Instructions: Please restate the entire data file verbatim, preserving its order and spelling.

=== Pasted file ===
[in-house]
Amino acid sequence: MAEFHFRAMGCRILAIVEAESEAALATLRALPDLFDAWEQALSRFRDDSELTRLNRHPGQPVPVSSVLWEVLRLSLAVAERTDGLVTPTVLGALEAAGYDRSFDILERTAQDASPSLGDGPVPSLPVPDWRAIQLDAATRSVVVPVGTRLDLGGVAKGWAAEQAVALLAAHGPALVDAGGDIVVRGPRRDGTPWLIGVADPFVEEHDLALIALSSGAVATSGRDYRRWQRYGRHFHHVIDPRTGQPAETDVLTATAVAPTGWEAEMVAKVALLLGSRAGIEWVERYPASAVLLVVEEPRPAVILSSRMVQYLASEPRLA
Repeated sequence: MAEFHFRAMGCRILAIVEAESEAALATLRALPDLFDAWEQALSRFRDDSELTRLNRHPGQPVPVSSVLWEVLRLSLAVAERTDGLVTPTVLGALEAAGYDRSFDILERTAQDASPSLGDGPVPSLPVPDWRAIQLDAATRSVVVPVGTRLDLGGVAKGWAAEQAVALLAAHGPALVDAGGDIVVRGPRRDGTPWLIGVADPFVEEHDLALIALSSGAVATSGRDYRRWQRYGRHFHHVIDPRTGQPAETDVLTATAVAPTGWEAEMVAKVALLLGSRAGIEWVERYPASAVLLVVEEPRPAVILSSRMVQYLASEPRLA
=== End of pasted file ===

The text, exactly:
[in-house]
Amino acid sequence: MAEFHFRAMGCRILAIVEAESEAALATLRALPDLFDAWEQALSRFRDDSELTRLNRHPGQPVPVSSVLWEVLRLSLAVAERTDGLVTPTVLGALEAAGYDRSFDILERTAQDASPSLGDGPVPSLPVPDWRAIQLDAATRSVVVPVGTRLDLGGVAKGWAAEQAVALLAAHGPALVDAGGDIVVRGPRRDGTPWLIGVADPFVEEHDLALIALSSGAVATSGRDYRRWQRYGRHFHHVIDPRTGQPAETDVLTATAVAPTGWEAEMVAKVALLLGSRAGIEWVERYPASAVLLVVEEPRPAVILSSRMVQYLASEPRLA
Repeated sequence: MAEFHFRAMGCRILAIVEAESEAALATLRALPDLFDAWEQALSRFRDDSELTRLNRHPGQPVPVSSVLWEVLRLSLAVAERTDGLVTPTVLGALEAAGYDRSFDILERTAQDASPSLGDGPVPSLPVPDWRAIQLDAATRSVVVPVGTRLDLGGVAKGWAAEQAVALLAAHGPALVDAGGDIVVRGPRRDGTPWLIGVADPFVEEHDLALIALSSGAVATSGRDYRRWQRYGRHFHHVIDPRTGQPAETDVLTATAVAPTGWEAEMVAKVALLLGSRAGIEWVERYPASAVLLVVEEPRPAVILSSRMVQYLASEPRLA